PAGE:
In the second part, after the punishment has fallen upon the city, there is nothing but comfort for God’s people:in the threats against their enemies, and in the description of their glorious restoration.

In the first part are the following divisions:

(1) Chs. 1 to 3. Ezekiel appointed to his ministry.

(2) Chs. 4 to 7. Destruction foretold, partly by prophetic actions.

(3) Chs. 8 to 11. The wickedness of the city shown in a vision, with the threat of punishment.

(4) Chs. 12 to 19. Repeated assurances of the certainty of punishment.

(5) Chs. 20 to 23. Causes of Israel’s destruction and its imminence.

(6) Ch. 24. Jerusalem to be purified by fire.

In the second part are the following divisions:

(1) Chs. 25 to 32. Prophecies against the heathen.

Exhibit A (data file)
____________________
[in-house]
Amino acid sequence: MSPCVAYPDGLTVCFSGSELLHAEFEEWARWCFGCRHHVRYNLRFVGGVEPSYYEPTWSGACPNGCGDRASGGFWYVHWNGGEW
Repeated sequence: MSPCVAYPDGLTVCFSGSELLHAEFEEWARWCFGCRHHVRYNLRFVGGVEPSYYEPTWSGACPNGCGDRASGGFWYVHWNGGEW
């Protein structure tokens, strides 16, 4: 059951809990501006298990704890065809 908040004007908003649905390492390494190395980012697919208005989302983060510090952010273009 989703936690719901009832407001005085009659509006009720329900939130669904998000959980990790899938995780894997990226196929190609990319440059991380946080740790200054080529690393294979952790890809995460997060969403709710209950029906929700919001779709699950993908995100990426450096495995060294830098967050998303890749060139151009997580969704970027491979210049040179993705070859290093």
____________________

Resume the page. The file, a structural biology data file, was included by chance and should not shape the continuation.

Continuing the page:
(2) Chs. 33 to 39. God’s people revived, restored, established.

(3) Chs. 40 to 48. The religious reestablishing of God’s people: The temple; the ordinances; the dwelling of the tribes.

6. The Chief Thought in Each Group

In chs. i to 3 is given the call of Ezekiel to his work. In a theophany he gets the idea of God, awful, sublime, and is prostrated. He is told to preach to a rebellious people. The heathen would be more likely to heed his words than his own people who talk his language. He is to be a watchman. For a time his messages will not be received, so it is said he will be dumb. His Speaking will be as though he had not spoken. Later they will hear, his mouth will be open.

Chs. 4 to y. The destruction of Jerusalem is portrayed very vividly by what the prophet is told to do. It is improbable that Ezekiel actually went through what is here described, though it is given as though he did. The end has come, escape will be impossible.